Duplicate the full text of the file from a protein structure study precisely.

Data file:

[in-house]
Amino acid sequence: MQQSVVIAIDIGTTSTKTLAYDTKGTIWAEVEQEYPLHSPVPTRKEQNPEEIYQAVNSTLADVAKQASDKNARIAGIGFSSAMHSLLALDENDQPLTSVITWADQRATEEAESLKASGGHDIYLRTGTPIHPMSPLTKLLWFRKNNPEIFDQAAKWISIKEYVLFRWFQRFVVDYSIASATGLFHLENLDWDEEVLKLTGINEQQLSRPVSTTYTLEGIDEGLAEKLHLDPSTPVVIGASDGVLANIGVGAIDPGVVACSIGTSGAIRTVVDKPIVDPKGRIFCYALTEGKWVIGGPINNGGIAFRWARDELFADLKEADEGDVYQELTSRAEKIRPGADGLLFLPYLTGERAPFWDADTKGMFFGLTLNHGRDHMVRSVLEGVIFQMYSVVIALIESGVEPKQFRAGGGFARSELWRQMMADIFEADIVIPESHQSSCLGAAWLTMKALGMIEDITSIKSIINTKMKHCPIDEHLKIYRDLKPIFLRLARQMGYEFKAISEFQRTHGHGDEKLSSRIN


[in-house]
Amino acid sequence: MQQSVVIAIDIGTTSTKTLAYDTKGTIWAEVEQEYPLHSPVPTRKEQNPEEIYQAVNSTLADVAKQASDKNARIAGIGFSSAMHSLLALDENDQPLTSVITWADQRATEEAESLKASGGHDIYLRTGTPIHPMSPLTKLLWFRKNNPEIFDQAAKWISIKEYVLFRWFQRFVVDYSIASATGLFHLENLDWDEEVLKLTGINEQQLSRPVSTTYTLEGIDEGLAEKLHLDPSTPVVIGASDGVLANIGVGAIDPGVVACSIGTSGAIRTVVDKPIVDPKGRIFCYALTEGKWVIGGPINNGGIAFRWARDELFADLKEADEGDVYQELTSRAEKIRPGADGLLFLPYLTGERAPFWDADTKGMFFGLTLNHGRDHMVRSVLEGVIFQMYSVVIALIESGVEPKQFRAGGGFARSELWRQMMADIFEADIVIPESHQSSCLGAAWLTMKALGMIEDITSIKSIINTKMKHCPIDEHLKIYRDLKPIFLRLARQMGYEFKAISEFQRTHGHGDEKLSSRIN